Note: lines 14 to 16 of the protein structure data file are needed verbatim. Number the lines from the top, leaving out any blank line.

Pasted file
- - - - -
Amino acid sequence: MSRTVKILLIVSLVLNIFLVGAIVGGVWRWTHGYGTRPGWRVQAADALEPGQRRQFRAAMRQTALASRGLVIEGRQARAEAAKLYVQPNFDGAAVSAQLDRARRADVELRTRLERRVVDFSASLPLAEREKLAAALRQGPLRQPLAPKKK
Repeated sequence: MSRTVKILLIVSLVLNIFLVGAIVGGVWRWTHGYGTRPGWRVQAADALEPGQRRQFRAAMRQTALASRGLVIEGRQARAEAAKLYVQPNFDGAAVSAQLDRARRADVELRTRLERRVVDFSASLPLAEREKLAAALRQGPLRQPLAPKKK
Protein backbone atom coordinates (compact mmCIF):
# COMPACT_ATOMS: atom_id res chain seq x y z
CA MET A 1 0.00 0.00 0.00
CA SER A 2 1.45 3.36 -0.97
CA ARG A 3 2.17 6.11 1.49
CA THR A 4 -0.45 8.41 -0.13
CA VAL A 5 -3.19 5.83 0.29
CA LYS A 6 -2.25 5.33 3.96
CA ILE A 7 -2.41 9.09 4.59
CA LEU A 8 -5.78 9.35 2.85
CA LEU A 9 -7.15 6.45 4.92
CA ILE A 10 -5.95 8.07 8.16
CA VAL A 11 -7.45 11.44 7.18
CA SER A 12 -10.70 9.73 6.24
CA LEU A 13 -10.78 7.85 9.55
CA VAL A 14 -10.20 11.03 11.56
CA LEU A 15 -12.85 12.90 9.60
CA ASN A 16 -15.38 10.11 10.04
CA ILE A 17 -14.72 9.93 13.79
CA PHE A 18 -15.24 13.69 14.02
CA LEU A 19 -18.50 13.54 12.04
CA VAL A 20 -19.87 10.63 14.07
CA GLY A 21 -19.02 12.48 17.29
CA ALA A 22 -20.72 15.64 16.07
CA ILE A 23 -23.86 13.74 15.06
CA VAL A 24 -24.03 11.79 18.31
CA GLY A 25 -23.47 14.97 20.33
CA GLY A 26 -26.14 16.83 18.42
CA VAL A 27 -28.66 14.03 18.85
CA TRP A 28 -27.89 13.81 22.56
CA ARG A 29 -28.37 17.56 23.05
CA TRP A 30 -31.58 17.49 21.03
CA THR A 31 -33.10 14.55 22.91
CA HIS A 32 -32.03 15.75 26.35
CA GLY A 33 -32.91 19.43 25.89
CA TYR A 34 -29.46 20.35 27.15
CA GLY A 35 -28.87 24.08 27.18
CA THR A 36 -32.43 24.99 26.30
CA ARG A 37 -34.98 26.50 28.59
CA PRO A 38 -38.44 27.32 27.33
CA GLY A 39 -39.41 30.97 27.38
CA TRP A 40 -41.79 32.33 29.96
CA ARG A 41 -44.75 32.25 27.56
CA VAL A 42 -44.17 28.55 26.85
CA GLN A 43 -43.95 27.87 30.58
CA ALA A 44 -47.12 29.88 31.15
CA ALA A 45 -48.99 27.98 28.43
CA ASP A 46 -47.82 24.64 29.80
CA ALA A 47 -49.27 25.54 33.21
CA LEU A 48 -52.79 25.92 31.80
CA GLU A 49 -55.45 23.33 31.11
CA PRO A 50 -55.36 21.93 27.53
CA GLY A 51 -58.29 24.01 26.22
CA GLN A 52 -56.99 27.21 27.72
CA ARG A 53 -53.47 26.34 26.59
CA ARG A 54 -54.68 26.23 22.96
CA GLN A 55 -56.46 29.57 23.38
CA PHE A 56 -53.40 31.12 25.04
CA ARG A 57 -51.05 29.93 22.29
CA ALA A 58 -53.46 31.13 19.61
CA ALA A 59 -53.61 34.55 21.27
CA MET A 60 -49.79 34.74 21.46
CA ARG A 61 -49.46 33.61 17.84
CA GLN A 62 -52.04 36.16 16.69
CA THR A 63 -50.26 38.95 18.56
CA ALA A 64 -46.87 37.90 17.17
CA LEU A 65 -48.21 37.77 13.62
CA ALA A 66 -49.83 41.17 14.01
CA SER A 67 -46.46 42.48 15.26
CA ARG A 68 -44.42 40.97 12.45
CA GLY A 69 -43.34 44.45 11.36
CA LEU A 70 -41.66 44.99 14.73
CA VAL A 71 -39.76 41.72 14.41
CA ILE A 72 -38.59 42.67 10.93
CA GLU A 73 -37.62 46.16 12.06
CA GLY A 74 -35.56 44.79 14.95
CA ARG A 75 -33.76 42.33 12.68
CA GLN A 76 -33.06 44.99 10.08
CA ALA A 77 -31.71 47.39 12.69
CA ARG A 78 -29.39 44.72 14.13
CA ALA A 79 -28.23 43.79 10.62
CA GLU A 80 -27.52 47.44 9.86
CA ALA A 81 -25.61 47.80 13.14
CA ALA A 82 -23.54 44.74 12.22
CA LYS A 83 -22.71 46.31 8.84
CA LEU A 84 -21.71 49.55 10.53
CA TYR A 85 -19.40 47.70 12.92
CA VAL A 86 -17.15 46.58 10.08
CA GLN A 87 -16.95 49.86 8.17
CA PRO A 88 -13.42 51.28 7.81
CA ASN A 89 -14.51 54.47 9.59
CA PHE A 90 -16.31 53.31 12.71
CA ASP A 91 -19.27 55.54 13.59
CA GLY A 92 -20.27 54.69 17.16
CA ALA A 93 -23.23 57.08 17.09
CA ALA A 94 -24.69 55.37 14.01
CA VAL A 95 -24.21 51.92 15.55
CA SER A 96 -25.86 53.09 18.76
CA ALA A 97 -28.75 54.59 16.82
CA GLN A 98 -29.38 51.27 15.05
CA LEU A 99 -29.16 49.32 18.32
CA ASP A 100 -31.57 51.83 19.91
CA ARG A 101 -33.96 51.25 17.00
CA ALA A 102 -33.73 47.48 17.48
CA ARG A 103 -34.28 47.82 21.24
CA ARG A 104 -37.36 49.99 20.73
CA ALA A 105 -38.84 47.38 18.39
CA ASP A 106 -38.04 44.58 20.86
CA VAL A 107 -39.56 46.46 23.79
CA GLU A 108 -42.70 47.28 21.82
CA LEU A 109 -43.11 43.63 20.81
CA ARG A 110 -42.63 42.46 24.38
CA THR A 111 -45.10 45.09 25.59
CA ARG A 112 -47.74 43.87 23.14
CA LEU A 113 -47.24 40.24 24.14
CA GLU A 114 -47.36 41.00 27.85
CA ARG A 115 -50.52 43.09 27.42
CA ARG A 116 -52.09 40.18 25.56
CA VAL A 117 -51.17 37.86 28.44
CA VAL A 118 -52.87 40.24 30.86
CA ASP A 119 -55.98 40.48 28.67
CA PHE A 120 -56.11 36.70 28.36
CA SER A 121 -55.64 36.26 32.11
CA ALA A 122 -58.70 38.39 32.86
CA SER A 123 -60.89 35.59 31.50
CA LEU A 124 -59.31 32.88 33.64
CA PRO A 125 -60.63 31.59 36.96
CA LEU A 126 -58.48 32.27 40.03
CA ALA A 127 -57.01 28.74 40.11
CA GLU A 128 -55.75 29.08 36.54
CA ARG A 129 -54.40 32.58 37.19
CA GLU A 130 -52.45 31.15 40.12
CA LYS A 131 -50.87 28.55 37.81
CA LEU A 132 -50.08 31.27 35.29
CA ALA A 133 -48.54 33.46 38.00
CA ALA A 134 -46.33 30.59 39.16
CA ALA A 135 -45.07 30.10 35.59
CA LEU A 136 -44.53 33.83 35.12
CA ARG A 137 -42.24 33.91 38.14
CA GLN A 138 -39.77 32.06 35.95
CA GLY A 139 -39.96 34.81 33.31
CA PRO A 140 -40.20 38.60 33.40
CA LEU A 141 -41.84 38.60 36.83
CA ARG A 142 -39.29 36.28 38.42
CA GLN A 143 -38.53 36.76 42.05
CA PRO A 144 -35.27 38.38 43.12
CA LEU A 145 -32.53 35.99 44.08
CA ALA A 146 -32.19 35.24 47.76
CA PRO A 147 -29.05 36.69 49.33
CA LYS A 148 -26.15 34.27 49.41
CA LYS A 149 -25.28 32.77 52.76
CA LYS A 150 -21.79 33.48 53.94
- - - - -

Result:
CA ILE A 10 -5.95 8.07 8.16
CA VAL A 11 -7.45 11.44 7.18
CA SER A 12 -10.70 9.73 6.24